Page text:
Saffron and ricotta frosting for a birthday cake
It seems like a long way to go about getting some fresh saffron to frost a birthday cake with, but it was worth it. I’ve been plotting for months with my friend, Sarah Fioroni, to let me get involved with the saffron harvest at her family’s farm in San Gimignano.
It’s not the first time I’ve celebrated my birthday with a saffron theme on the farm at Fattoria Poggio Alloro — there was this pumpkin and saffron risotto too. It’s rather a nice thing to have your birthday coincide with the precious and short season for harvesting saffron from crocus flowers.
Saffron, one of the world’s most expensive spices, has been grown in these parts for nearly 1000 years (records in the town archives show how saffron was just as prized then as it is now and was used even as a form of currency in San Gimignano in 1228) but only recently did it get prestigious ‘DOP’ (protected designation of origin) status.
It struck me as strange that for something that has been cultivated in these parts for so long had very little culinary traditions, but then I realised saffron wasn’t used for food in the Middle Ages. It was a colour. It tinted textiles a bright, beautiful gold. It was ground into pigments for paint. The closest it came to food was its use in liqueurs (digestivi) and tonics and as a medicine to treat inflammation, teething in babies, cuts and burns and other ailments.
In Italian food traditions, saffron is best known for risotto alla milanese, a simple dish of saffron, rice and Parmesan cheese. Named for Milan, it seems to have little to do with Tuscan cuisine, until I read a sweet little anecdote from the Middle Ages (quite possibly made up by the locals but sweet nonetheless). According to the legend, there was a Milanese painter who worked in San Gimignano. A lover of the bright golden yellow produced by the saffron, he used it so much to the point where a Florentine painter joked to him, “Why don’t you put this yellow into your risotto too!” And to challenge him, he did.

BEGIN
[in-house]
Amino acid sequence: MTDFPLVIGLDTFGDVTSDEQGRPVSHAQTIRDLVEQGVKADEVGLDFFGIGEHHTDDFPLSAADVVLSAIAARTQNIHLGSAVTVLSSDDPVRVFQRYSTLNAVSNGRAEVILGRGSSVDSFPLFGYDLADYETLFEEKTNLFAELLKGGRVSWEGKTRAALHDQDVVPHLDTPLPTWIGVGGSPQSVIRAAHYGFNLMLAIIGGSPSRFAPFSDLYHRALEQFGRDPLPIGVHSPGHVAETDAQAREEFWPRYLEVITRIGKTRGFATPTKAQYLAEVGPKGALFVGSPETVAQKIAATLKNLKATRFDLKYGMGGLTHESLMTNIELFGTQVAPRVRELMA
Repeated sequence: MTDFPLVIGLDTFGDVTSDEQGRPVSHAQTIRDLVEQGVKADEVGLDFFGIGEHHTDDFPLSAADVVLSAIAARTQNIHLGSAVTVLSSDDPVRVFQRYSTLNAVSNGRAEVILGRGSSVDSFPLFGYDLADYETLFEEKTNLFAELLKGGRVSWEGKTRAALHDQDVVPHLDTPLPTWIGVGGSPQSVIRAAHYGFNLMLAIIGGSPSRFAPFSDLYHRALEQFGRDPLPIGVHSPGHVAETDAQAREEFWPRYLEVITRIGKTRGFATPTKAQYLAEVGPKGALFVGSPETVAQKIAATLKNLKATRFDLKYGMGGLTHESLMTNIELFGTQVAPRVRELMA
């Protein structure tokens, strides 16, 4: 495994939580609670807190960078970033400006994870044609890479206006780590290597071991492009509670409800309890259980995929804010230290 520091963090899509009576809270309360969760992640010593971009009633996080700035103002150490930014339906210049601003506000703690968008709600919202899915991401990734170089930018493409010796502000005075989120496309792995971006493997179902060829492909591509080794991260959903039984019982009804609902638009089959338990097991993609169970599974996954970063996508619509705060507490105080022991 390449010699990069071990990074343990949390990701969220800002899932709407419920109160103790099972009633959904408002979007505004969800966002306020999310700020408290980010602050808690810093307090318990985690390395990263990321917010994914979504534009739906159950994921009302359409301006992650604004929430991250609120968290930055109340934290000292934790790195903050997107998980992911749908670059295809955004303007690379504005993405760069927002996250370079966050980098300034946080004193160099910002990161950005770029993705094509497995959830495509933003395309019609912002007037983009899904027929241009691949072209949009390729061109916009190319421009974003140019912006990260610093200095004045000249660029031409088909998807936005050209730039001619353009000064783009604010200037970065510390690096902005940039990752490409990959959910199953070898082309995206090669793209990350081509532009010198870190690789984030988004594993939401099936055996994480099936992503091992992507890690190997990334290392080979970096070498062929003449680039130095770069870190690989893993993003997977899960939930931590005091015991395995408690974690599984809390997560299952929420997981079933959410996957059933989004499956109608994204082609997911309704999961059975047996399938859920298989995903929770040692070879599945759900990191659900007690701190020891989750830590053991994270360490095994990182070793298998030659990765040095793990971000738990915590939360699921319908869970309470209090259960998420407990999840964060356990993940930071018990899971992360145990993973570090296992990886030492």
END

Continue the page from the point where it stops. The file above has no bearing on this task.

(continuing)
San Gimignano’s saffron, which obtained its DOP status in 2005, is made under a certain set of rules. It must be organic. The flowers and the stigmas, or threads, must be harvested by hand, then dried and sold whole – this guarantees that the product is genuine. Saffron powders are notorious for being cut with other products (I’ve heard of things from ground turmeric and paprika to crushed red bricks being added to the powder), so are best avoided.
After finally experiencing the saffron harvest with my own eyes and hands, I completely understand why there is a certain cost for this most precious spice. You need about 200 of these pretty, purple crocus (crocus sativus) flowers, each with 3 scarlet red stigmas (the saffron itself), to produce just 1 gram of fresh saffron. The saffron then has to be completely dry to be sold and used (when fresh, like many herbs, spices or even tea, it is not as intense in flavour or colour), so you actually need about double the amount for 1 gram of dry saffron. Which means 350-400 flowers for 1 gram of saffron. All hand picked. Just a pinch of saffron strands – roughly 0.1 grams – is enough to make risotto for 4, or as it has it, to colour about 500 grams of ricotta frosting.
We set off for the fields to pick purple flowers on bent knees, fighting with bumble bees, who get drunk on their pollen and heady scent – the crocus is a member of the Iris family, a basket full of these flowers is simply intoxicating. Traditionally this is done first thing in the morning, while the flowers are still closed to protect them from the night air – it makes for more efficient picking – but we spent a good afternoon here, under an unusually warm autumn sun, retreating only when the last rays fell behind the towers of San Gimignano, then it was off to the dining room’s long table to start the process of picking the threads out of each flower.
Full baskets were tipped out and flowers filled the middle of the long table. The fireplace crackled, wine was poured, and we got to work, chatting, and meditatively pulling out threads from each flower, one by one. Slowly more friends joined us, until we had a full, long table of people pulling out threads and adding them to little, soft piles of vermillion strands, until it was dinner time, when we feasted on my favourite pumpkin and saffron risotto, bistecca and roast vegetables, all from the farm.
Since it was my birthday, I decided to bring a triple-layer birthday cake that celebrated the harvest and made this cake, a chocolate and olive oil cake, with a frosting of saffron and ricotta. I used the same recipe you can find on this earlier blog post, but added a pinch of saffron diluted first in a shot glass of boiling water, to half of the frosting. Let the liquid, along with the threads, sit in the frosting for as long as you can to draw out as much colour as you can (the day before, for example) before using. I used the saffron-toned frosting on the top half only, the normal frosting in between layers and on the bottom and then blended the tones together with a spatula.
Fattoria Poggio Alloro
Via Sant’Andrea 23
San Gimignano SI Italy
Disclaimer: This is not a sponsored post, just one written full of love for a place that is very special and close to my heart! I became such good friends with the Fioroni family because of frequenting the farm so often and helping photograph Sarah Fioroni’s farm cookbook, Recipes From a Tuscan Farm. You’ll see if you visit. It’s hard not to fall in love! I mean look at this view.